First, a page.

Football agent scores a victory in loss of a chance case
The Court of Appeal upheld the appeal of a licensed football agent who alleged Sports and Entertainment Media Group had induced a professional footballer to breach an agency contract with him, which had deprived him of the fee he would have earned.
On 6 April 2007, McGill met with McCann, who at that time was a professional footballer under contract with football club Aston Villa. McGill entered into an oral agreement to act as McCann's exclusive agent with the aim of obtaining a new contract for the player at Aston Villa or at another club. On 28 May 2007, McGill reached an agreement in principle for the transfer of McCann to Bolton Wanderers for a transfer fee of £1 million.
Around this time, SEM, which also provided agency services, found out about the proposed transfer and successfully persuaded McCann to dismiss McGill as his agent on the basis that SEM would conclude the deal on the same terms but acting for Bolton, which would allow McCann to avoid paying income tax on the agency fee.
In November 2007, McGill started proceedings against McCann for breach of contract claiming £300,000 (the fee he had expected to earn). This claim was settled just prior to trial in September 2009, for £50,000.
Three years later, in July 2012, McGill brought proceedings against SEM and Bolton Wanderers (and various individuals connected with each entity) claiming, amongst other things, that the defendants had induced a breach of contract.
The first instance judgment (in September 2014) dismissed all McGill's claims. McGill's inducement claim against the SEM defendants failed on causation grounds. Under the Football Association's rules any representation contract between a licensed agent and a player had to be made in a standard written form. The effect of this rule appears to have been that in order for McGill to have received his agency fee there would have to have been a written agreement with McCann. The first instance judge held that this element of the claim action failed because on the balance of probabilities McCann would not have signed such an agreement (he had refused repeatedly to do so at the initial meeting because he was concerned that to do so would trigger income tax liability).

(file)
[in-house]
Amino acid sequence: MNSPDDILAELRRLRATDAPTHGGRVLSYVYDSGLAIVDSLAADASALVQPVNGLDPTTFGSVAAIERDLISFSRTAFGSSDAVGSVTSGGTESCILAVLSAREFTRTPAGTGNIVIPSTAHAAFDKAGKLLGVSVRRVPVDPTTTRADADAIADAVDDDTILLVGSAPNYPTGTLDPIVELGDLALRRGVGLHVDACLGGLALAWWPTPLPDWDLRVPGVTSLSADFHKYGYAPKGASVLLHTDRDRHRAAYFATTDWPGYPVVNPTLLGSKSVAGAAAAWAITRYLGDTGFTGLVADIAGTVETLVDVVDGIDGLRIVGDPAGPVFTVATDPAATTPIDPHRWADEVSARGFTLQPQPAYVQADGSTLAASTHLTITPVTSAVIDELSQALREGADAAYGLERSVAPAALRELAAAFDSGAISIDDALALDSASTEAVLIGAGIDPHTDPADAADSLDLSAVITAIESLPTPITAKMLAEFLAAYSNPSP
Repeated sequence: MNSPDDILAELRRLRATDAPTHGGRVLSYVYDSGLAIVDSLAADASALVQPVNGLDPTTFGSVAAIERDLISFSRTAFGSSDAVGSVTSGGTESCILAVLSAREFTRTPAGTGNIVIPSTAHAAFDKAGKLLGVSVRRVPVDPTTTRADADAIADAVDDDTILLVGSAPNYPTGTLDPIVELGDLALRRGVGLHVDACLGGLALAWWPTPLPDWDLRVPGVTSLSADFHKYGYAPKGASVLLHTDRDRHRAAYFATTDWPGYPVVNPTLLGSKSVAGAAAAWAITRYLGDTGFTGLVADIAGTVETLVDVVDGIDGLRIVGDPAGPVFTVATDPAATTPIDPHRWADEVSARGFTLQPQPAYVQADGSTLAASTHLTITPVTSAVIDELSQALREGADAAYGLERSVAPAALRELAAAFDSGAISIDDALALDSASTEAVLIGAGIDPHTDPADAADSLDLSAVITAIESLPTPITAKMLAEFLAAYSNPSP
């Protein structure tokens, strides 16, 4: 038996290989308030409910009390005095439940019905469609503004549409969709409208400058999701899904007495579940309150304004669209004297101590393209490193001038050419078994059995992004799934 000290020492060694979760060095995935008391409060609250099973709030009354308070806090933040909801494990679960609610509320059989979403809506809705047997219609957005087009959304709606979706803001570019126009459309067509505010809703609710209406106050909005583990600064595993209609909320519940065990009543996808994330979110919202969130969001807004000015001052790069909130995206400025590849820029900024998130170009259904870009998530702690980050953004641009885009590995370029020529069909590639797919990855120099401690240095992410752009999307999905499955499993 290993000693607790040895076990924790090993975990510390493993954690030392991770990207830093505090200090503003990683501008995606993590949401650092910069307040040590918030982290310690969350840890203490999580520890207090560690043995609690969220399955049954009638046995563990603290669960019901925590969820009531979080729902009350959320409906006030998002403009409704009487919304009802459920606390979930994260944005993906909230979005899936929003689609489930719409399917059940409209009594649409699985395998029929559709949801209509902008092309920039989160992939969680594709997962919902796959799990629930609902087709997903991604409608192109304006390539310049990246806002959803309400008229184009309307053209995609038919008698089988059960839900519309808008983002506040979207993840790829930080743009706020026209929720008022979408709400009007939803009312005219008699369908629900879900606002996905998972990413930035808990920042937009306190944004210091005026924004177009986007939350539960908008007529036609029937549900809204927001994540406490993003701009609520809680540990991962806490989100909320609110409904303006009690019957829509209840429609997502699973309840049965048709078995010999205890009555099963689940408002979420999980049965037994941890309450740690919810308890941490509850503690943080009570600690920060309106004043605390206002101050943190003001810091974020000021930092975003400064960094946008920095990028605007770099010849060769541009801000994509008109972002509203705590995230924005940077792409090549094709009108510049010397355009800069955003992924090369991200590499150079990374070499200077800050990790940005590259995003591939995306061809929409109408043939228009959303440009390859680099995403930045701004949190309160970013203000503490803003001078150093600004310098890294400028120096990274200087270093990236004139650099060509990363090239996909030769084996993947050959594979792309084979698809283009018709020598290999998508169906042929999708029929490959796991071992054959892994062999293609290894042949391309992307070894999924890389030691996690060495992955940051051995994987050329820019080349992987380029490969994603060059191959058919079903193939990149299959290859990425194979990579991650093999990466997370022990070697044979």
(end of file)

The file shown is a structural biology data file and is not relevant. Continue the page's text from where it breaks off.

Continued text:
McGill appealed in relation to his causes of action against the SEM defendants only. His appeal included an appeal against the first instance judge's finding on causation in relation to the inducement claim. McGill argued that the approach adopted by the court was incorrect and the causation and loss aspects of the inducement claim should have been decided on a loss of a chance basis instead.
The SEM defendants' arguments in response included a submission, which had been dismissed at first instance, that McGill was debarred from bringing the present action because the settlement of McGill's action with McCann in 2007 had fixed the full measure of his loss and he could not recover any further loss from anybody else, citing Jameson v Central Electricity Generating Board and Heaton v AXA Equity and Law Assurance Society Plc.
The Court of Appeal judge who gave the leading judgment noted that the Jameson argument potentially provided the SEM defendants with a complete defence to the action. In Jameson the court considered whether a claimant with separate tortious causes of action against two parties for the same damage which it settled with one of the parties was debarred from pursuing a claim against the other. The key question was whether the settlement was intended to be "in full satisfaction of the tort", which could be found from the effect the parties intended to give to a settlement agreement by entering into it. In Heaton the House of Lords dealt with the same issue but in a contractual context i.e. where Party A suffers damage and has remedies against Party B and Party C under separate contracts. In such a scenario, the court held that Party A would not be able to pursue Part C if the settlement with Party B fixed the full measure of the estimated loss. This turned on the proper construction of the settlement agreement.